After looking at the work of the Office for Students, the Office of the Independent Adjudicator and the equality and human rights commission we reflected on our institutions’ situation regarding the following themes:

  • Non-medical help provision
  • Assistive technology
  • Lecture capture
  • Inclusive teaching, learning and assessment policy
  • Inclusive teaching, learning and assessment in practice
  • Placement and internships

 

In the afternoon, Mike Wray presented Inclusive Learning and Teaching and Assessment Framework (ILTAF), an audit framework to help universities improve their level of inclusivity. The framework contains four sections:

  • Quality assurance
  • Before teaching
  • During teaching
  • Assessment

We were also given time to discuss inclusive learning and teaching in our institutions with a view to share good practice, agree goals and take stock in the future.  I am very grateful to colleagues from the Universities of Leeds, Durham, Bath and Edinburgh for very interesting exchanges.

What next?

A number of questions arose from the day and left me wondering how best to initiate change and champion inclusivity within Bristol and what can we do in our practice to support this?  I will be working on developing a self-assessment document that would support unit/programme leads in reviewing inclusive assessment (and teaching) practices across their units and programmes.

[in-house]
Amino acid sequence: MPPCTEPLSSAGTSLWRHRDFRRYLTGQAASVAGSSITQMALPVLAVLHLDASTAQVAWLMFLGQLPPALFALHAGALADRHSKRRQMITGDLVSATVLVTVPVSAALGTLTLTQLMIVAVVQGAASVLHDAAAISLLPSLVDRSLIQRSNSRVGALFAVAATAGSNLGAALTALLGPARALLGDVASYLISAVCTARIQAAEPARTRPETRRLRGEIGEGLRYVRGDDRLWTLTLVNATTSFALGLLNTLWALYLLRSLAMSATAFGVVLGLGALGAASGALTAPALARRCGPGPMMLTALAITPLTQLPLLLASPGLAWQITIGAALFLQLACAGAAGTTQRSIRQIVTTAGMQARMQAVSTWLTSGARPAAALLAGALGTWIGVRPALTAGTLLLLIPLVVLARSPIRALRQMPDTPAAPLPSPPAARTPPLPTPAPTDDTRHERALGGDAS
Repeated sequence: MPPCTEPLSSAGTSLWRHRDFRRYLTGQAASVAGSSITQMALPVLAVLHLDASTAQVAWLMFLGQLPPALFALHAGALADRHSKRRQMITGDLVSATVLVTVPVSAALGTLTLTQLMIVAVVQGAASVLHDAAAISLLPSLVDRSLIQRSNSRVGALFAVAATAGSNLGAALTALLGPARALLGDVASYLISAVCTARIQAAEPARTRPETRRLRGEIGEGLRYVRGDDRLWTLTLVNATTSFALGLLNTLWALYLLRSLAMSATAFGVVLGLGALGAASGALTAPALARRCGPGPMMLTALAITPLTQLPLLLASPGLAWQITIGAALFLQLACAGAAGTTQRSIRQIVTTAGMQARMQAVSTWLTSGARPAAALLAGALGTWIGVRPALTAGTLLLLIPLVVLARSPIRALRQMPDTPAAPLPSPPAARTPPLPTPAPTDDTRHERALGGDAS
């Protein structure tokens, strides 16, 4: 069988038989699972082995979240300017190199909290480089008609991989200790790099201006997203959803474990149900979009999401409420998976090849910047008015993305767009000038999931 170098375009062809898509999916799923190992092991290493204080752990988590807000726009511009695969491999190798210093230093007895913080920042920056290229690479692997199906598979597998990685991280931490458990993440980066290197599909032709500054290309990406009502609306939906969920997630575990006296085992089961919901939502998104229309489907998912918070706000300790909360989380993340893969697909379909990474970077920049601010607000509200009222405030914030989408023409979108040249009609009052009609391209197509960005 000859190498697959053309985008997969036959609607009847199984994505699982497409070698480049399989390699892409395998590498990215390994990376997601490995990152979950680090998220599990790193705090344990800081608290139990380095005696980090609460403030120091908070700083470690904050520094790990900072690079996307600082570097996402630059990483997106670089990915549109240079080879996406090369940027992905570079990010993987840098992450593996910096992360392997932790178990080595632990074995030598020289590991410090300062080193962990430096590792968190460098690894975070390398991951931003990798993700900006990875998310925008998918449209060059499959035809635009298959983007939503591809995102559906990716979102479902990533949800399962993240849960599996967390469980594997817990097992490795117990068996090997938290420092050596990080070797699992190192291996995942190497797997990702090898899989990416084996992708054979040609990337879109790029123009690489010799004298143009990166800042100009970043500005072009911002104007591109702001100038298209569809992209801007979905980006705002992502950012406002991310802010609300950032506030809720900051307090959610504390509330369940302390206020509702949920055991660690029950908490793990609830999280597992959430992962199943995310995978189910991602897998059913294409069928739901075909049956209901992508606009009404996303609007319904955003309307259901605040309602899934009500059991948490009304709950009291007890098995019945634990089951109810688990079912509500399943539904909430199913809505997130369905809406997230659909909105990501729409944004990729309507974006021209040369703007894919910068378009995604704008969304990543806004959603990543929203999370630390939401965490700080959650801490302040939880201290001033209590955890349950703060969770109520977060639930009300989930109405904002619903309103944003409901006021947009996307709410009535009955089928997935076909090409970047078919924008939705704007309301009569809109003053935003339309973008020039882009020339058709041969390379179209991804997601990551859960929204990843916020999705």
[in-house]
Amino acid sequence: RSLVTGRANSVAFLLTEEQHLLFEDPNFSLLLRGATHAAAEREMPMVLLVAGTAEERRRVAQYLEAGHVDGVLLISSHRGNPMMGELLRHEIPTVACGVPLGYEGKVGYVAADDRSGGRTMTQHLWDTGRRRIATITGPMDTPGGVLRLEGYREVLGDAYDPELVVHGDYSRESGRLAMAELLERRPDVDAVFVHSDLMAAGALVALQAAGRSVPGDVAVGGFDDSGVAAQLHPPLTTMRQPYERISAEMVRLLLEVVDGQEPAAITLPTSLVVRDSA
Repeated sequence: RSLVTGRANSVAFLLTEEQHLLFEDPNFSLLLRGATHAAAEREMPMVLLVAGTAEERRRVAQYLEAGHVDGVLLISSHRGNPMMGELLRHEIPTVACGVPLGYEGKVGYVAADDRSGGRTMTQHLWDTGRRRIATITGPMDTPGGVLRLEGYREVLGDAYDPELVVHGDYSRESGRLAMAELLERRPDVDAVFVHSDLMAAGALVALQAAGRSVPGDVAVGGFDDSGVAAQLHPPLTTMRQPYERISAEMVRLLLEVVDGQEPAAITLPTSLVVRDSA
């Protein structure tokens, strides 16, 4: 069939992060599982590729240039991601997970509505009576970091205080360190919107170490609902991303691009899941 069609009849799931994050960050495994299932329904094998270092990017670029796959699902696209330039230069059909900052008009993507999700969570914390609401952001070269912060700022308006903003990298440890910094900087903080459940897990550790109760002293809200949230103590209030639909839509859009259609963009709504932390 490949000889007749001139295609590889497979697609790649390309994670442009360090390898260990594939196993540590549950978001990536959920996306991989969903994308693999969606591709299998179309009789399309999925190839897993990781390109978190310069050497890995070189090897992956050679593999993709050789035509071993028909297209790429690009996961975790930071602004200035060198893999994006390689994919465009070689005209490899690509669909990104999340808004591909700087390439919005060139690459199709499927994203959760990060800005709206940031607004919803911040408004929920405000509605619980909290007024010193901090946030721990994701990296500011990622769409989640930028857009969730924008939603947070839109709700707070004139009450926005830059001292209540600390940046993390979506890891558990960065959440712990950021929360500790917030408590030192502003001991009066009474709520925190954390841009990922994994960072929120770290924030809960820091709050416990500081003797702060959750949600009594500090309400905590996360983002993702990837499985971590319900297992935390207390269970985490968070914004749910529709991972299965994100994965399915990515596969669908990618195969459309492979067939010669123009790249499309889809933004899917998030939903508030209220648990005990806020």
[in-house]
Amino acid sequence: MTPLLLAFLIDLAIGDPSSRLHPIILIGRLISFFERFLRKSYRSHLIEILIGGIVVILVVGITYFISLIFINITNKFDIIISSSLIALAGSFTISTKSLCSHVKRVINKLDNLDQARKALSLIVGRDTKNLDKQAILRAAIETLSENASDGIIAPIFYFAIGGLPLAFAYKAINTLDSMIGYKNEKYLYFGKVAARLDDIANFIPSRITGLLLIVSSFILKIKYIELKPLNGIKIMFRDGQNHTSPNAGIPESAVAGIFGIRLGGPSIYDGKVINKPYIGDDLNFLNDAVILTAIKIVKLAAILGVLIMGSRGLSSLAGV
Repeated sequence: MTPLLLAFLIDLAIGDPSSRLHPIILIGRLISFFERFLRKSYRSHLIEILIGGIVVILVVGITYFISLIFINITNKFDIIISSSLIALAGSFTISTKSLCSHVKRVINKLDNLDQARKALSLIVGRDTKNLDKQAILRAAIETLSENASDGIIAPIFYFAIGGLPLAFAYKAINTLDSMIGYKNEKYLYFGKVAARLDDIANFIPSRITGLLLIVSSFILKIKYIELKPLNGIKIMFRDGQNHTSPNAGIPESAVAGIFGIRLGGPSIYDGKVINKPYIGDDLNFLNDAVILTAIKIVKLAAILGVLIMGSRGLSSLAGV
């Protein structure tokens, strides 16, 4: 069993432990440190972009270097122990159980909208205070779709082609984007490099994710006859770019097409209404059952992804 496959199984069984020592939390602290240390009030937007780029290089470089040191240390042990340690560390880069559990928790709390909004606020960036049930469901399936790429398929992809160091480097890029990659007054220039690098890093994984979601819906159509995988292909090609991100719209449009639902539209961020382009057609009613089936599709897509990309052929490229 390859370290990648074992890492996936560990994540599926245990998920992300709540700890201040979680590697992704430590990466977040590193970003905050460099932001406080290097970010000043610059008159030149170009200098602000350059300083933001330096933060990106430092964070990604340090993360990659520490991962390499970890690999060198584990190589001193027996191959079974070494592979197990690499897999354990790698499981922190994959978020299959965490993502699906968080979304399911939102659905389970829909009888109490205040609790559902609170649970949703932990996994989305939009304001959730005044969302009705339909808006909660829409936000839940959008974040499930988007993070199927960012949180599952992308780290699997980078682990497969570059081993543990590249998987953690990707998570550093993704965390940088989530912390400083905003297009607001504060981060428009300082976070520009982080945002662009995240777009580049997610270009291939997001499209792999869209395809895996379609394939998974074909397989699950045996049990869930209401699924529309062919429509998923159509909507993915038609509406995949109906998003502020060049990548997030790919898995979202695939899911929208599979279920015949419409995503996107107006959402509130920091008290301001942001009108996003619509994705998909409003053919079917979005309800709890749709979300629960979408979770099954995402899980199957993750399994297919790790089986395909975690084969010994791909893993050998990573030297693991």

If you are interested in finding out more on inclusive practice, you might want to look into the following MOOC, from the University of Southampton, recommended by the speakers: Inclusive Learning Teaching.

Here are a few reading suggestions from the event:

On key actors and texts regarding inclusivity mentioned by the speakers:

http://www.legislation.gov.uk/ukpga/2010/15/pdfs/ukpga_20100015_en.pdf

https://www.officeforstudents.org.uk/

http://www.oiahe.org.uk/

https://assets.publishing.service.gov.uk/government/uploads/system/uploads/attachment_data/file/587221/Inclusive_Teaching_and_Learning_in_Higher_Education_as_a_route_to-excellence.pdf

https://www.equalityhumanrights.com/en

 

 

News

Should all assessments be inclusive?

The following post was written by Emilie Poletto-Lawson, an Educational Developer and BILT Fellow. 

I am a BILT fellow based in Academic Staff Development where I work as an Educational Developer. I have been working on the BILT theme of assessment – focusing on inclusive assessment since February 2018. I am undertaking a literature review with a view to making recommendations around inclusive assessment principles that we can embed into our units and programs at the University of Bristol to work alongside our institutional principles on Assessment and Feedback.